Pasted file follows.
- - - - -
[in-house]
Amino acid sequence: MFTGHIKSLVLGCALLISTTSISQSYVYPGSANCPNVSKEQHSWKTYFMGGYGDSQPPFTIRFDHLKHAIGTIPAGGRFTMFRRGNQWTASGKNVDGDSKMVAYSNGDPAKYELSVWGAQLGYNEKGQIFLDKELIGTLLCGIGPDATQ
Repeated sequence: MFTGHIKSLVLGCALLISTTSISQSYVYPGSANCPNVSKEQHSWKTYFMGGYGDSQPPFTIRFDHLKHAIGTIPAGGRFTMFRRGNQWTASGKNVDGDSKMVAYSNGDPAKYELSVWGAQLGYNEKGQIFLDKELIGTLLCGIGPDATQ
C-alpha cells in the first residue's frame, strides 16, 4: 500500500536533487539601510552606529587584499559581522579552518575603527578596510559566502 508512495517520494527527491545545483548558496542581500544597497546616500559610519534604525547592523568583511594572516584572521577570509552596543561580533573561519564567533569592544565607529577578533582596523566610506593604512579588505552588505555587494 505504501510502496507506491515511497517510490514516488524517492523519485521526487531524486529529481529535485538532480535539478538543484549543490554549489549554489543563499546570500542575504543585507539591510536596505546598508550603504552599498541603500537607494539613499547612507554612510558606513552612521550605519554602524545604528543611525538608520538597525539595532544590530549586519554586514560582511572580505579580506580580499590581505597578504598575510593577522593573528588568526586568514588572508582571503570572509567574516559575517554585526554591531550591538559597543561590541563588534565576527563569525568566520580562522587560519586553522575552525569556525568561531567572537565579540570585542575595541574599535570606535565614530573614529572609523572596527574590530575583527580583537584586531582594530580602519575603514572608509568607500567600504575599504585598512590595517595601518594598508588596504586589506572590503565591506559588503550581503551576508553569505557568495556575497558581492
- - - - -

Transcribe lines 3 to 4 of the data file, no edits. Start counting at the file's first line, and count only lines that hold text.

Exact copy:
Repeated sequence: MFTGHIKSLVLGCALLISTTSISQSYVYPGSANCPNVSKEQHSWKTYFMGGYGDSQPPFTIRFDHLKHAIGTIPAGGRFTMFRRGNQWTASGKNVDGDSKMVAYSNGDPAKYELSVWGAQLGYNEKGQIFLDKELIGTLLCGIGPDATQ
C-alpha cells in the first residue's frame, strides 16, 4: 500500500536533487539601510552606529587584499559581522579552518575603527578596510559566502 508512495517520494527527491545545483548558496542581500544597497546616500559610519534604525547592523568583511594572516584572521577570509552596543561580533573561519564567533569592544565607529577578533582596523566610506593604512579588505552588505555587494 505504501510502496507506491515511497517510490514516488524517492523519485521526487531524486529529481529535485538532480535539478538543484549543490554549489549554489543563499546570500542575504543585507539591510536596505546598508550603504552599498541603500537607494539613499547612507554612510558606513552612521550605519554602524545604528543611525538608520538597525539595532544590530549586519554586514560582511572580505579580506580580499590581505597578504598575510593577522593573528588568526586568514588572508582571503570572509567574516559575517554585526554591531550591538559597543561590541563588534565576527563569525568566520580562522587560519586553522575552525569556525568561531567572537565579540570585542575595541574599535570606535565614530573614529572609523572596527574590530575583527580583537584586531582594530580602519575603514572608509568607500567600504575599504585598512590595517595601518594598508588596504586589506572590503565591506559588503550581503551576508553569505557568495556575497558581492